Trend and correlates of contraceptive use in rural and urban Ethiopia: is there a link to the health extension programme?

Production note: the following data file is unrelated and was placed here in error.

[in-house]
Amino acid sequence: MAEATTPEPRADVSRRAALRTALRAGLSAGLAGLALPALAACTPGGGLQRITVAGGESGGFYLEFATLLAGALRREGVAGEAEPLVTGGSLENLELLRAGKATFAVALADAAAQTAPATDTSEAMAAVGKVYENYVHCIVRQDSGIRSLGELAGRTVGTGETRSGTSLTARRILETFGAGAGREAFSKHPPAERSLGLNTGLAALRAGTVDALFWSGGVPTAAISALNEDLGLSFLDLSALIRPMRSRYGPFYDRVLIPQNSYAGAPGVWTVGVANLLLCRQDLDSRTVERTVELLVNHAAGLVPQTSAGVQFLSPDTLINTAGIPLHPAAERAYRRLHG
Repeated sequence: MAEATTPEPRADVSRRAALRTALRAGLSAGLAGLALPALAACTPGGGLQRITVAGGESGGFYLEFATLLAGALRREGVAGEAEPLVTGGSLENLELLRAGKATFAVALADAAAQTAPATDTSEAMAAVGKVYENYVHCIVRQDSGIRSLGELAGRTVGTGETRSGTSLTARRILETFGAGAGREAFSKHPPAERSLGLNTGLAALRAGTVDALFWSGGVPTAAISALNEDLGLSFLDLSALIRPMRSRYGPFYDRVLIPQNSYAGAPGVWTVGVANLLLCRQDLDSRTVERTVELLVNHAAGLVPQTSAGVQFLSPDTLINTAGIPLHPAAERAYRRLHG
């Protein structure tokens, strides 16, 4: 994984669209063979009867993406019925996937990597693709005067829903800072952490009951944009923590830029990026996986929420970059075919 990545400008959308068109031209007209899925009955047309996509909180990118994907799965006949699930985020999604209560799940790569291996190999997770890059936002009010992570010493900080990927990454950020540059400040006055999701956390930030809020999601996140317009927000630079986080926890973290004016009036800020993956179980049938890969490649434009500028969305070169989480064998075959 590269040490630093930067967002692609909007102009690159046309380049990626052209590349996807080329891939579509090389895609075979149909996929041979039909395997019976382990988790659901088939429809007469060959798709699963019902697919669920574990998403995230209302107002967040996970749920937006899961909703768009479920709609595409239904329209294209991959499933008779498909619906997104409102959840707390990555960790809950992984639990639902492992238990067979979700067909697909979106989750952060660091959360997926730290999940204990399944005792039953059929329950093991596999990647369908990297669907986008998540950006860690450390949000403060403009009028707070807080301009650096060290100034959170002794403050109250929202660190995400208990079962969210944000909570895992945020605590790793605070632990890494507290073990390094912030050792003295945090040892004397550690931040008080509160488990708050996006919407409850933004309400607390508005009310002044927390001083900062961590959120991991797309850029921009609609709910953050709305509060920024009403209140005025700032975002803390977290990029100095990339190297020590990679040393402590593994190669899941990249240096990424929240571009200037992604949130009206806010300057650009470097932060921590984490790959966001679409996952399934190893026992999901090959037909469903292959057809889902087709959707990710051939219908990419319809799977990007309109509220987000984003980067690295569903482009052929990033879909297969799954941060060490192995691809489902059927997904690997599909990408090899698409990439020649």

AbstractWhen international funders shifted funding priorities from family planning to HIV/AIDS in themid-1990s, most family planning programmes in Africa faced serious challenges. The government of Ethiopia took a creative route of establishing the Health Extension Programme (HEP) in 2004 that provides health care services including family planning and integrated population issues into the school curricula besides promulgating contraceptive use as a right for any women of reproductive age. This study aims at analysing the correlates of contraceptive use in rural and urban Ethiopia using the Demographic and Health Survey data of 2000, 2005 and 2011. Data were analysed using tabular and graphical methods, and a binary logistic regression model was fitted to identify factors associated with contraceptive use. Findings of the study reveal that contraceptive uptake, particularly injectable, has increased markedly in the rural areas as a result of the implementation of the HEP despite regional variations in the level of commitment to the family planning package. Other African countries need to emulate such an initiative but ensuring equal commitment throughout the nation to overcome any possible outrages.
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